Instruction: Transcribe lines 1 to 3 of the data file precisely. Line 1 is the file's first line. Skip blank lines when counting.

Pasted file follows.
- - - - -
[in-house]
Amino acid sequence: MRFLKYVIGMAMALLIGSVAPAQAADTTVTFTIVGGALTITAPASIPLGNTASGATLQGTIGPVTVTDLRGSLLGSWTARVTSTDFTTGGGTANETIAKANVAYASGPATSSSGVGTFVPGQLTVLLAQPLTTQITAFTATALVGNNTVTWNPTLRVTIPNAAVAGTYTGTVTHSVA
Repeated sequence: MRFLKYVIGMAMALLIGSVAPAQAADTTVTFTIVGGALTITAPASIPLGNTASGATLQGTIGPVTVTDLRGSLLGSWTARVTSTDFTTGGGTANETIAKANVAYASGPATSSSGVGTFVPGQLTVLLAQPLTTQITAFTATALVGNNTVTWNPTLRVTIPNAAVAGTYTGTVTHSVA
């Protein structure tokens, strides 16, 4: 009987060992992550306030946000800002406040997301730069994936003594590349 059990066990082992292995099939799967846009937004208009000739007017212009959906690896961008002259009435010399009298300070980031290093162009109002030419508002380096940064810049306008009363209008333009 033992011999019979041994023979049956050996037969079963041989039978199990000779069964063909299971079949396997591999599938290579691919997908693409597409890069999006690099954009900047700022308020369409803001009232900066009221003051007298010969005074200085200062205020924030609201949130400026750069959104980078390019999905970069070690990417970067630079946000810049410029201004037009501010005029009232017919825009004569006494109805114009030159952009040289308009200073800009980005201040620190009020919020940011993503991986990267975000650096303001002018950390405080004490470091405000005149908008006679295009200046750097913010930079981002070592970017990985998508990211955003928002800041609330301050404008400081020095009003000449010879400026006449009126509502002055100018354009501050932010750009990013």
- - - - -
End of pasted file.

[in-house]
Amino acid sequence: MRFLKYVIGMAMALLIGSVAPAQAADTTVTFTIVGGALTITAPASIPLGNTASGATLQGTIGPVTVTDLRGSLLGSWTARVTSTDFTTGGGTANETIAKANVAYASGPATSSSGVGTFVPGQLTVLLAQPLTTQITAFTATALVGNNTVTWNPTLRVTIPNAAVAGTYTGTVTHSVA
Repeated sequence: MRFLKYVIGMAMALLIGSVAPAQAADTTVTFTIVGGALTITAPASIPLGNTASGATLQGTIGPVTVTDLRGSLLGSWTARVTSTDFTTGGGTANETIAKANVAYASGPATSSSGVGTFVPGQLTVLLAQPLTTQITAFTATALVGNNTVTWNPTLRVTIPNAAVAGTYTGTVTHSVA